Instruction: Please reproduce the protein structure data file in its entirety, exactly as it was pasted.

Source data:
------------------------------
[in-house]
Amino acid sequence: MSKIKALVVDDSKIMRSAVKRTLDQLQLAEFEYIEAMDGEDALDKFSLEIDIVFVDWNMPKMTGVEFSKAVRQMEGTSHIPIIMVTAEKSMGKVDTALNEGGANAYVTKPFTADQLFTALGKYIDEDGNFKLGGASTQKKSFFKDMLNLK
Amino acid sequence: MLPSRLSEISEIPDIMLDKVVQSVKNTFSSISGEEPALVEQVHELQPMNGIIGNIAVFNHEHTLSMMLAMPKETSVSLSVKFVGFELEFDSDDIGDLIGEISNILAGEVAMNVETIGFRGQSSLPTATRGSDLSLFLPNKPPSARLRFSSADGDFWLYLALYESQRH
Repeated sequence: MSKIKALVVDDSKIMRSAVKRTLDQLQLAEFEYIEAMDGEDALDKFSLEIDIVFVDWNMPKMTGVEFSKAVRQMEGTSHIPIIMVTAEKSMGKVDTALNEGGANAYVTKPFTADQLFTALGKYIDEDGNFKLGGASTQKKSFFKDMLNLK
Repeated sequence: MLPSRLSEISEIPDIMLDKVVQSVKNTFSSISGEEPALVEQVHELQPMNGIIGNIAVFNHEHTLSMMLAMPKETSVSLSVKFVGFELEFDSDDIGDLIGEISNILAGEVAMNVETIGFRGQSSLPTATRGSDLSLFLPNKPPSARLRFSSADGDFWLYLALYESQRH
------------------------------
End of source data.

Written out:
[in-house]
Amino acid sequence: MSKIKALVVDDSKIMRSAVKRTLDQLQLAEFEYIEAMDGEDALDKFSLEIDIVFVDWNMPKMTGVEFSKAVRQMEGTSHIPIIMVTAEKSMGKVDTALNEGGANAYVTKPFTADQLFTALGKYIDEDGNFKLGGASTQKKSFFKDMLNLK
Amino acid sequence: MLPSRLSEISEIPDIMLDKVVQSVKNTFSSISGEEPALVEQVHELQPMNGIIGNIAVFNHEHTLSMMLAMPKETSVSLSVKFVGFELEFDSDDIGDLIGEISNILAGEVAMNVETIGFRGQSSLPTATRGSDLSLFLPNKPPSARLRFSSADGDFWLYLALYESQRH
Repeated sequence: MSKIKALVVDDSKIMRSAVKRTLDQLQLAEFEYIEAMDGEDALDKFSLEIDIVFVDWNMPKMTGVEFSKAVRQMEGTSHIPIIMVTAEKSMGKVDTALNEGGANAYVTKPFTADQLFTALGKYIDEDGNFKLGGASTQKKSFFKDMLNLK
Repeated sequence: MLPSRLSEISEIPDIMLDKVVQSVKNTFSSISGEEPALVEQVHELQPMNGIIGNIAVFNHEHTLSMMLAMPKETSVSLSVKFVGFELEFDSDDIGDLIGEISNILAGEVAMNVETIGFRGQSSLPTATRGSDLSLFLPNKPPSARLRFSSADGDFWLYLALYESQRH